Deficits in rapid adjustments of movements according to task constraints in Parkinson's disease

Eugene Tunik, Sergei V. Adamovich, Howard Poizner, Anatol G. Feldman

Research output: Contribution to journalArticlepeer-review

13 Scopus citations

Abstract

The role of the basal ganglia in the adaptive control of movement was investigated by unexpectedly perturbing movements in 8 patients with Parkinson's disease (PD) tested off medication and in 6 aged-matched healthy subjects. Subjects performed two movement components simultaneously and without visual feedback: touching the nose with the finger while leaning the trunk forward. Subjects wore a harness connected to an electromagnet, which was attached to a wall. The trunk movement was mechanically blocked in randomly selected trials by engaging the electromagnet. While healthy subjects performed the task equally well in both conditions, PD subjects' hand movements significantly deteriorated in trunk-perturbed compared to trunk-free trials. Deteriorated hand movements were characterized by segmented hand paths, unsmooth velocity profiles, and prolonged movement times. This finding indicated that the relatively local trunk perturbation had a global effect on the hand movement of PD subjects, necessitating them to reinitiate, after some delay, their arm movement in perturbed trials. Thus, the basal ganglia may be a critical node in brain networks mediating the flexibility of responses to altered motor states.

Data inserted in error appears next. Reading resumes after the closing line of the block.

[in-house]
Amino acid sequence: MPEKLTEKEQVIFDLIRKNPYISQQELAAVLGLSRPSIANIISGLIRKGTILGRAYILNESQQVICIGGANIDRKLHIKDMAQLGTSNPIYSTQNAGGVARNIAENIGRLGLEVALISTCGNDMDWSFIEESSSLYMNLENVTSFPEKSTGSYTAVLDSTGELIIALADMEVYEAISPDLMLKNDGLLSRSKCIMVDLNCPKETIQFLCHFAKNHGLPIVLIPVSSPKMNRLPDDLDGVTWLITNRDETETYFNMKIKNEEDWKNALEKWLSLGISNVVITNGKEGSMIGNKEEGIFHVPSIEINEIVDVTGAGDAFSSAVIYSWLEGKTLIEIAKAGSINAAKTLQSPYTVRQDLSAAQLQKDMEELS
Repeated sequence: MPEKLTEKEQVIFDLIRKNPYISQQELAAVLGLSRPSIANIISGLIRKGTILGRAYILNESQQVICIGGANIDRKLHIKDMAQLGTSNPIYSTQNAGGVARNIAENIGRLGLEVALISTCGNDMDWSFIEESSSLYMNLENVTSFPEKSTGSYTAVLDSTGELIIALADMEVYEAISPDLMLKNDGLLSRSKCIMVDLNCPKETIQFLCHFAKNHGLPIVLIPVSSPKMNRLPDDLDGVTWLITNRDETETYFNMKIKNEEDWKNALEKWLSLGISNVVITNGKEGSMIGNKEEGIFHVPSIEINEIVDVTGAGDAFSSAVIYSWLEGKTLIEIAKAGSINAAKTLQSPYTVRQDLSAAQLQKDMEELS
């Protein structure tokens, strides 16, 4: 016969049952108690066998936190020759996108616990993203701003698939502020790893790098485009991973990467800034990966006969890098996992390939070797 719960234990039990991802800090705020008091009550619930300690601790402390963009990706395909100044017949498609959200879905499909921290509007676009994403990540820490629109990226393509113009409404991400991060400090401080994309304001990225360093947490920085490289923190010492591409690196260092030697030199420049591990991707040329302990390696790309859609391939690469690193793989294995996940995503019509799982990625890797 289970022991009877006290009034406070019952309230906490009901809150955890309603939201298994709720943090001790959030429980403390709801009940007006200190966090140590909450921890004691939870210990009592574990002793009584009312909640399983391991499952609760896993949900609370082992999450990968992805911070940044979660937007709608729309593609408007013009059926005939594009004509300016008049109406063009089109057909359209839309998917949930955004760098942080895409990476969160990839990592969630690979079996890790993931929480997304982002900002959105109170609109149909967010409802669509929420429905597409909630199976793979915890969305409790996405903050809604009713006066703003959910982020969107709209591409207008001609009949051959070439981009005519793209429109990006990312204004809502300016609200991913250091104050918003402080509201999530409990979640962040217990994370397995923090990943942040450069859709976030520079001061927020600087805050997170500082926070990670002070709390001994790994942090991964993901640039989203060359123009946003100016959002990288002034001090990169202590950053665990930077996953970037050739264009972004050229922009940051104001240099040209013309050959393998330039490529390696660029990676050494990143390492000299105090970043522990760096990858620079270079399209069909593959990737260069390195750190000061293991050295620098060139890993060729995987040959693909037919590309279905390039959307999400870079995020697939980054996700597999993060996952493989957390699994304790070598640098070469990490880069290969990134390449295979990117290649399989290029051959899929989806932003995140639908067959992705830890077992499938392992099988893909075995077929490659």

Original languageEnglish (US)
Pages (from-to)897-906
Number of pages10
JournalMovement Disorders
Volume19
Issue number8
DOIs
StatePublished - Aug 2004
Externally publishedYes

All Science Journal Classification (ASJC) codes

  • Neurology
  • Clinical Neurology

Keywords

  • Basal ganglia
  • Frames of reference
  • Multisegmental control
  • Response to perturbation
  • Trajectory formation

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